Letter to: Professor Eric S. Lander, Director The Broad Institute of MIT And Harvard
Dear Professor Lander:
Your attitude and enthusiasm and achievements are so great I trust that you do not mind working with people for the common good, even though they might disagree with you on evolution - and this because of the new discoveries of computer programming constructs evidenced in the genome, such as - a gene is similar in function to an object in computer programming; that both are designed with a view to perform specific tasks and to help make software re-useable. For example, you can take the gene that codes for insulin and insert it into bacteria and the bacteria will produce insulin. And this is how the world gets its supply of insulin today to treat diabetes.
This design hypothesis has great predictive value. It predicts that all mutations will be harmful, just like a copying error in a computer program will be harmful. (However, some mutations like sickle-cell anemia can have a beneficial side effect (resistance to malaria). Also a mutation in a bacteria (making it weaker) can have the beneficial side effect (for the bacteria) of making it resistant to a particular antibiotic.
The design view predicts that there will be great similarity of genetic code between species just like there is great similarity of code between any two iPhone apps because the apps all contain many of the same code objects to handle the routine tasks of any program. Therefore, the similarity of the genome between species is probably not evidence for evolution or common descent, but rather it is probably evidence of a style of programming we use ourselves; object oriented programming, and that's evidence for intelligent design.
Unfortunately, current science education tries to limit science to the study of only natural causes. However we know that everything is not the result of natural causes, the act of computer programming being a prime example. And we humbly submit that science that studies the relationship between the genetic code and computer programming, (an act of intelligent design), is true science.
In your MIT150 talk you mentioned that the next step is "reverse engineering" to help understand the genetic code for control and sequencing.
OK, do the genes that code for protein all have a "class" or category type marking and can this class type marking be deciphered to help discover genes (objects) of other classes? I love all the MIT Videos and your opencourseware and the enthusiasm of the young people to "serve the world". The point is, the world can be served by both the "natural causes" view and the "design" view, as both views have their merits. So please encourage your students who know Java programming to spend a few days applying Object Oriented Programming concepts to the genome. Who knows, perhaps some discoveries for the common good will be forthcoming.
I think the design view can help advance medical research. And we should appreciate with good humour that the design view has proven it's merits by correctly predicting that all organs are functional and that no organs are vestigial. (If I was a patient, I would want my doctor to assume all organs were functional, just in case.)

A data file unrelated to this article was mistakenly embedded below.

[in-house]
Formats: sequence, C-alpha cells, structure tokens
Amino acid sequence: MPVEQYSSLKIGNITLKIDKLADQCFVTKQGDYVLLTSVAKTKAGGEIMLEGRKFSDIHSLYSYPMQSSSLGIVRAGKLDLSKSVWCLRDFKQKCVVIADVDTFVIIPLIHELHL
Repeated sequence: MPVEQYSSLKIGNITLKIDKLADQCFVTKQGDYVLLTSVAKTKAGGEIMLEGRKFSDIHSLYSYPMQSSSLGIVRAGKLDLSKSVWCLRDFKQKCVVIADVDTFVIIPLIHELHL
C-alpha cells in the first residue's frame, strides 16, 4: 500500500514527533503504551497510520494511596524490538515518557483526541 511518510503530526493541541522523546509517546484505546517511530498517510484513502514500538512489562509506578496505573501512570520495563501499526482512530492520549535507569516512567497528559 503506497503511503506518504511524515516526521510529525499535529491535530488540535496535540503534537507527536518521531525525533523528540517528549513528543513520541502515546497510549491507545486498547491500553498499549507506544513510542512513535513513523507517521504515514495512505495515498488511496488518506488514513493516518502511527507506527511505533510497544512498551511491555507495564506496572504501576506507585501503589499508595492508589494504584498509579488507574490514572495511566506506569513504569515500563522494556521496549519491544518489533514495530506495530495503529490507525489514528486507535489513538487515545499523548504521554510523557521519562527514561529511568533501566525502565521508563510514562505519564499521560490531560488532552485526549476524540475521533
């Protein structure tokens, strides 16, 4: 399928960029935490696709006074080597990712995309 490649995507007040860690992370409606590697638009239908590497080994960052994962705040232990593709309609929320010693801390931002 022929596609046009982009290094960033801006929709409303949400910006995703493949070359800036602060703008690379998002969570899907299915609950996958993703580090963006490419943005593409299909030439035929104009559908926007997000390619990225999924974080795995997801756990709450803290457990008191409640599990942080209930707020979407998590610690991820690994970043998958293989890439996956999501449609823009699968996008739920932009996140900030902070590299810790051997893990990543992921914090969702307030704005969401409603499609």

The design view does however raise hard questions about why the "designer" doesn't stop genetic diseases in the first place, and that perhaps God's apparent nonintervention now, is the terrible price of our freedom.
I do not have any easy answers, but I have appreciated Professor John C. Sanford's book Genetic Entropy (here is a link to professor Sanford's web page at Cornell University.)
Sanford's evidence from peer reviewed papers that the genome is deteriorating due to the accumulation of near neutral mutations is good science and merits further research even though it counters what has been so intuitive about evolution for so long.
I have also appreciated Professor Sanford's personal testimony in the book Persuaded by the Evidence where he recounts his journey from atheism to faith. As a Christian is John Sanford biased or is John Sanford a Christian because of his scientific mind and science itself led him?
As Christians, we suffer the same genetic and other diseases as everyone else. And we learn that sometimes we lose the very good fight to save a life, and that God's intervention often comes later, even for his saints and martyrs in the New Testament, and our heartbreak remains for now. And yet we are encouraged, as Dr. David Menton would say, that the designer of hearing can hear, and that the designer of sight can see, and that the author of the ideals of true love, loves us truly. For many, convinced by the evidence for the design view, we find faith here, In God, whose word in the Bible we praise, and in the claims of Christ, we trust.
Of course, everyone who considers the design view useful for medical research and practice, does not automatically become a Christian, but it does open up for them the wonder of the universe, of who the designer might be.
Good luck in your researches.
Thanks and all the best.